In 1899, the “Act of Content and Facilities of Kindergarten Education Guidelines,” the first guideline for kindergarten education was enacted by the Ministry of Education. The guideline identified four contents of education: play, song, speech, and handicrafts. Although “Gabe” includes just a part of the category of “handicrafts” in the guideline, the fact was that in many kindergartens most handcraft activities were collective handworks with “Gabe” objects under teachers’ instruction. By the early twentieth century, however, the “Gabe” method was being criticized as inflexible and too teacher oriented. Instead, child-centered theories were proposed. For example, Motokichi Higashi (1872-1958), an assessor at the Kindergarten attached to Tokyo Women’s Teachers College, emphasized the importance of free play. He systematized play-centered educational programs and published The Method of Kindergarten Education (1904). This was the first systematic theory of early childhood education by a Japanese author.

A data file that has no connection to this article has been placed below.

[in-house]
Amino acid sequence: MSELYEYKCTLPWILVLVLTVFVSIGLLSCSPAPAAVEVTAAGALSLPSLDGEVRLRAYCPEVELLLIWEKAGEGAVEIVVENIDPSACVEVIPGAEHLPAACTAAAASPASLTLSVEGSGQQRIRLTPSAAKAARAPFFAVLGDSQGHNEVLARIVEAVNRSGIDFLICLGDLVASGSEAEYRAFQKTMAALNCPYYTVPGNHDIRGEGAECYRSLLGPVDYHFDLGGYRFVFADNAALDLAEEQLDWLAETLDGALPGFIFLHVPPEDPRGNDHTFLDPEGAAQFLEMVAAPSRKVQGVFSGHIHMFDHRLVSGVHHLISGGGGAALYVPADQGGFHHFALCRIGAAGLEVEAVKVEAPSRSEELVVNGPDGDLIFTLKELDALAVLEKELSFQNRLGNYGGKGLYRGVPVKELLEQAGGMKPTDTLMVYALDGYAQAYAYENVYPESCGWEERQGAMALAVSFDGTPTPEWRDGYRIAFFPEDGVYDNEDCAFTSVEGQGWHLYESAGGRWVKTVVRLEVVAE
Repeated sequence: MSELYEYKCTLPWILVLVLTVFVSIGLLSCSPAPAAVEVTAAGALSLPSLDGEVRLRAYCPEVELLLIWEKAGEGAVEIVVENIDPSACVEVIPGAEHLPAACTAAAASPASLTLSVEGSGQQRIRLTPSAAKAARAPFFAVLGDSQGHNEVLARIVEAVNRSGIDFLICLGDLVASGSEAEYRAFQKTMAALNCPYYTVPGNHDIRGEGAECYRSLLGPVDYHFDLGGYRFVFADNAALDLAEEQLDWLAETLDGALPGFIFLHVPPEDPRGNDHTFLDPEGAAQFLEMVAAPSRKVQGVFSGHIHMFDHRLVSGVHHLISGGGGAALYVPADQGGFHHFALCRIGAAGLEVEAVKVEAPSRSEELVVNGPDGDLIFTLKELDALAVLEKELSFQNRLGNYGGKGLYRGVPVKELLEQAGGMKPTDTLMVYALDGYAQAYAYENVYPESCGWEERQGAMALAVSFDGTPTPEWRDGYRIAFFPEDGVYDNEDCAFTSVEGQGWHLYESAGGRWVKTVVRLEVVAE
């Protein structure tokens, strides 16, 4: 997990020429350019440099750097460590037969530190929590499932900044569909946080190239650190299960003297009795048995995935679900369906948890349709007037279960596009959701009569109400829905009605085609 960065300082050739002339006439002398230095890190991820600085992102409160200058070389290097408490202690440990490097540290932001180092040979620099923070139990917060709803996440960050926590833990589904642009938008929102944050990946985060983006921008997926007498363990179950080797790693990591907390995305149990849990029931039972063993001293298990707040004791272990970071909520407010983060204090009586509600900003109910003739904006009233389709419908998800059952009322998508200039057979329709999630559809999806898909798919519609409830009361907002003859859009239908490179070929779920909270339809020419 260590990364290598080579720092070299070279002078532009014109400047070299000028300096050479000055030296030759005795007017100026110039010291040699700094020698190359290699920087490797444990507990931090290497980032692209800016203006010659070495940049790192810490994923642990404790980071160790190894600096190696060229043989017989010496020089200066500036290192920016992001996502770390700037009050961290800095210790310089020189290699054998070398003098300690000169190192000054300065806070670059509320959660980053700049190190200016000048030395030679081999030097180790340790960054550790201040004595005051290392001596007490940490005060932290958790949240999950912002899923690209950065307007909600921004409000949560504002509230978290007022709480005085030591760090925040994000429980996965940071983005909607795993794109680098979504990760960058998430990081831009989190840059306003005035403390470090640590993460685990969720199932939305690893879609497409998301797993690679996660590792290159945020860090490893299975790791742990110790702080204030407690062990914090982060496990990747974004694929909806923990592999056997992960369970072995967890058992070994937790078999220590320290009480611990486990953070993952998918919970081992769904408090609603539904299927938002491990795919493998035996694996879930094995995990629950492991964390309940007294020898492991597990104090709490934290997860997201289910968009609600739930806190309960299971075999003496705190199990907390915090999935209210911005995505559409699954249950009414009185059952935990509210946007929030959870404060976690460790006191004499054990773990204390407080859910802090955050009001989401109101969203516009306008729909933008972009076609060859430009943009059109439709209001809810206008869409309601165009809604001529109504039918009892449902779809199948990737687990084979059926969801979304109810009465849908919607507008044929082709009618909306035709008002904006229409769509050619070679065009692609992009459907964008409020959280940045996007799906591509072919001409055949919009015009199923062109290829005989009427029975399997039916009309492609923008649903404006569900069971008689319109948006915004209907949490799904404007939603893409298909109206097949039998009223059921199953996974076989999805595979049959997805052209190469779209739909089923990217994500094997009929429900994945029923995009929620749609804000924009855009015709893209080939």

At the same time, the reform of teaching programs was proposed by two educators, Goroku Nakamura, the principle of the Kindergarten, and Minoru Wada, a teacher at Tokyo Women’s Teachers College. They insisted on a change from teacher-oriented programs to child-oriented or play-centered programs. However, this proposal was too progressive to be accepted widely at that time.


Sozo Kurahashi and the Progress of Child-Oriented Education

Early in the twentieth century, along with the tide of Taisho democracy, child- oriented approaches inspired by the American new educational movement of John Dewey, Kilpatrick, and others had a strong impact on kindergarten education. Fostering spontaneity, creativity, and individuality of children was valued.